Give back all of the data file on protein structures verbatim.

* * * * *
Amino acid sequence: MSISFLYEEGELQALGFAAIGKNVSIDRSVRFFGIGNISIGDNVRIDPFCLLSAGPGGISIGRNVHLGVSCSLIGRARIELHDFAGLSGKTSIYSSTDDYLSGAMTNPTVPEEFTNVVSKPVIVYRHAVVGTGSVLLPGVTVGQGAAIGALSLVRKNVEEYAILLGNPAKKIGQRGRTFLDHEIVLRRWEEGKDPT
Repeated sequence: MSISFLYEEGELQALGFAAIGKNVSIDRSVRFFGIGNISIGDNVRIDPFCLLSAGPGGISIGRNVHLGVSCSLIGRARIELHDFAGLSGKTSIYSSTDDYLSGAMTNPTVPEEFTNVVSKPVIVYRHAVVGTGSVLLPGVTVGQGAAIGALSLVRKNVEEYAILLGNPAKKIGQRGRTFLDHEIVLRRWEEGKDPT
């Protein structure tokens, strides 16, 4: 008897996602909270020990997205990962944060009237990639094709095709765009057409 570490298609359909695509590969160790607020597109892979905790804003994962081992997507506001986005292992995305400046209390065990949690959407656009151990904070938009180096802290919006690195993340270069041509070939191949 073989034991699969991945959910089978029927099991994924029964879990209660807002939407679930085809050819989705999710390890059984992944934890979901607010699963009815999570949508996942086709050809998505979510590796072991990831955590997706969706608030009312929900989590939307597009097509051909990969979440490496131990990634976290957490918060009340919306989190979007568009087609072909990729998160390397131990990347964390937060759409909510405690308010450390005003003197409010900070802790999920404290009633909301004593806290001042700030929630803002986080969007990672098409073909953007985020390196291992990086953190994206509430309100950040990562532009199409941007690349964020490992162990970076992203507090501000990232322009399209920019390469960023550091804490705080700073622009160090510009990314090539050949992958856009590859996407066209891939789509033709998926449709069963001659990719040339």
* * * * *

Amino acid sequence: MSISFLYEEGELQALGFAAIGKNVSIDRSVRFFGIGNISIGDNVRIDPFCLLSAGPGGISIGRNVHLGVSCSLIGRARIELHDFAGLSGKTSIYSSTDDYLSGAMTNPTVPEEFTNVVSKPVIVYRHAVVGTGSVLLPGVTVGQGAAIGALSLVRKNVEEYAILLGNPAKKIGQRGRTFLDHEIVLRRWEEGKDPT
Repeated sequence: MSISFLYEEGELQALGFAAIGKNVSIDRSVRFFGIGNISIGDNVRIDPFCLLSAGPGGISIGRNVHLGVSCSLIGRARIELHDFAGLSGKTSIYSSTDDYLSGAMTNPTVPEEFTNVVSKPVIVYRHAVVGTGSVLLPGVTVGQGAAIGALSLVRKNVEEYAILLGNPAKKIGQRGRTFLDHEIVLRRWEEGKDPT
């Protein structure tokens, strides 16, 4: 008897996602909270020990997205990962944060009237990639094709095709765009057409 570490298609359909695509590969160790607020597109892979905790804003994962081992997507506001986005292992995305400046209390065990949690959407656009151990904070938009180096802290919006690195993340270069041509070939191949 073989034991699969991945959910089978029927099991994924029964879990209660807002939407679930085809050819989705999710390890059984992944934890979901607010699963009815999570949508996942086709050809998505979510590796072991990831955590997706969706608030009312929900989590939307597009097509051909990969979440490496131990990634976290957490918060009340919306989190979007568009087609072909990729998160390397131990990347964390937060759409909510405690308010450390005003003197409010900070802790999920404290009633909301004593806290001042700030929630803002986080969007990672098409073909953007985020390196291992990086953190994206509430309100950040990562532009199409941007690349964020490992162990970076992203507090501000990232322009399209920019390469960023550091804490705080700073622009160090510009990314090539050949992958856009590859996407066209891939789509033709998926449709069963001659990719040339």